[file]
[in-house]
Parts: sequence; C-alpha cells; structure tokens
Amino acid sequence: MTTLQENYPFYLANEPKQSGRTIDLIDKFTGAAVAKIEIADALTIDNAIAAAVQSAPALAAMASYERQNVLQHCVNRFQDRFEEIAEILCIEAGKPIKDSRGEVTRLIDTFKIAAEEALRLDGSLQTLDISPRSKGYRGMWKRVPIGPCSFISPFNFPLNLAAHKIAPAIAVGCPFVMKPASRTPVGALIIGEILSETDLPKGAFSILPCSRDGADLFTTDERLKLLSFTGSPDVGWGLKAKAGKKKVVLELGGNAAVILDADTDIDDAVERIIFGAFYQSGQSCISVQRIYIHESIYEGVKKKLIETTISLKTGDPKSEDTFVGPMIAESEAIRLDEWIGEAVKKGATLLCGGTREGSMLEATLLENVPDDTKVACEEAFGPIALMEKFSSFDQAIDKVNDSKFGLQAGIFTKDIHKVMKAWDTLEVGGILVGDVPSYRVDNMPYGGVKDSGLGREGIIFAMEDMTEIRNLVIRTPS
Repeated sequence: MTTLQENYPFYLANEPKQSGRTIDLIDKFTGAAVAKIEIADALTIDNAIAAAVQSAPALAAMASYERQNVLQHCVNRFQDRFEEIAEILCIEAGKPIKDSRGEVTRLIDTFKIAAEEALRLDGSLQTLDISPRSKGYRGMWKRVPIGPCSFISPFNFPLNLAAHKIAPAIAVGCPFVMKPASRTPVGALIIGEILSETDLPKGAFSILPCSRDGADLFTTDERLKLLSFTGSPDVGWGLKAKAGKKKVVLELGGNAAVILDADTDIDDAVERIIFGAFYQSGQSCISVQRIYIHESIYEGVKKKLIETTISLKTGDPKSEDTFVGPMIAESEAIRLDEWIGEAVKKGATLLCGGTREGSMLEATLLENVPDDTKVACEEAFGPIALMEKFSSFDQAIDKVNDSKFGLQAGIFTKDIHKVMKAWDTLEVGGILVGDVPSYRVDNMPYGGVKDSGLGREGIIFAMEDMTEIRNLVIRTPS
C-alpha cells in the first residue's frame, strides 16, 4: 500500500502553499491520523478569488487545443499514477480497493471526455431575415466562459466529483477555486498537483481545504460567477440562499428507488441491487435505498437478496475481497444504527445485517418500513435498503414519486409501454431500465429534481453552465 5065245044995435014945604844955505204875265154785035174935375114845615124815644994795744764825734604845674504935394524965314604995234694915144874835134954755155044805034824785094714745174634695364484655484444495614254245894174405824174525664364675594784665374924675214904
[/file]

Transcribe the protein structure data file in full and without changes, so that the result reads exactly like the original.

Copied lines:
[in-house]
Parts: sequence; C-alpha cells; structure tokens
Amino acid sequence: MTTLQENYPFYLANEPKQSGRTIDLIDKFTGAAVAKIEIADALTIDNAIAAAVQSAPALAAMASYERQNVLQHCVNRFQDRFEEIAEILCIEAGKPIKDSRGEVTRLIDTFKIAAEEALRLDGSLQTLDISPRSKGYRGMWKRVPIGPCSFISPFNFPLNLAAHKIAPAIAVGCPFVMKPASRTPVGALIIGEILSETDLPKGAFSILPCSRDGADLFTTDERLKLLSFTGSPDVGWGLKAKAGKKKVVLELGGNAAVILDADTDIDDAVERIIFGAFYQSGQSCISVQRIYIHESIYEGVKKKLIETTISLKTGDPKSEDTFVGPMIAESEAIRLDEWIGEAVKKGATLLCGGTREGSMLEATLLENVPDDTKVACEEAFGPIALMEKFSSFDQAIDKVNDSKFGLQAGIFTKDIHKVMKAWDTLEVGGILVGDVPSYRVDNMPYGGVKDSGLGREGIIFAMEDMTEIRNLVIRTPS
Repeated sequence: MTTLQENYPFYLANEPKQSGRTIDLIDKFTGAAVAKIEIADALTIDNAIAAAVQSAPALAAMASYERQNVLQHCVNRFQDRFEEIAEILCIEAGKPIKDSRGEVTRLIDTFKIAAEEALRLDGSLQTLDISPRSKGYRGMWKRVPIGPCSFISPFNFPLNLAAHKIAPAIAVGCPFVMKPASRTPVGALIIGEILSETDLPKGAFSILPCSRDGADLFTTDERLKLLSFTGSPDVGWGLKAKAGKKKVVLELGGNAAVILDADTDIDDAVERIIFGAFYQSGQSCISVQRIYIHESIYEGVKKKLIETTISLKTGDPKSEDTFVGPMIAESEAIRLDEWIGEAVKKGATLLCGGTREGSMLEATLLENVPDDTKVACEEAFGPIALMEKFSSFDQAIDKVNDSKFGLQAGIFTKDIHKVMKAWDTLEVGGILVGDVPSYRVDNMPYGGVKDSGLGREGIIFAMEDMTEIRNLVIRTPS
C-alpha cells in the first residue's frame, strides 16, 4: 500500500502553499491520523478569488487545443499514477480497493471526455431575415466562459466529483477555486498537483481545504460567477440562499428507488441491487435505498437478496475481497444504527445485517418500513435498503414519486409501454431500465429534481453552465 5065245044995435014945604844955505204875265154785035174935375114845615124815644994795744764825734604845674504935394524965314604995234694915144874835134954755155044805034824785094714745174634695364484655484444495614254245894174405824174525664364675594784665374924675214904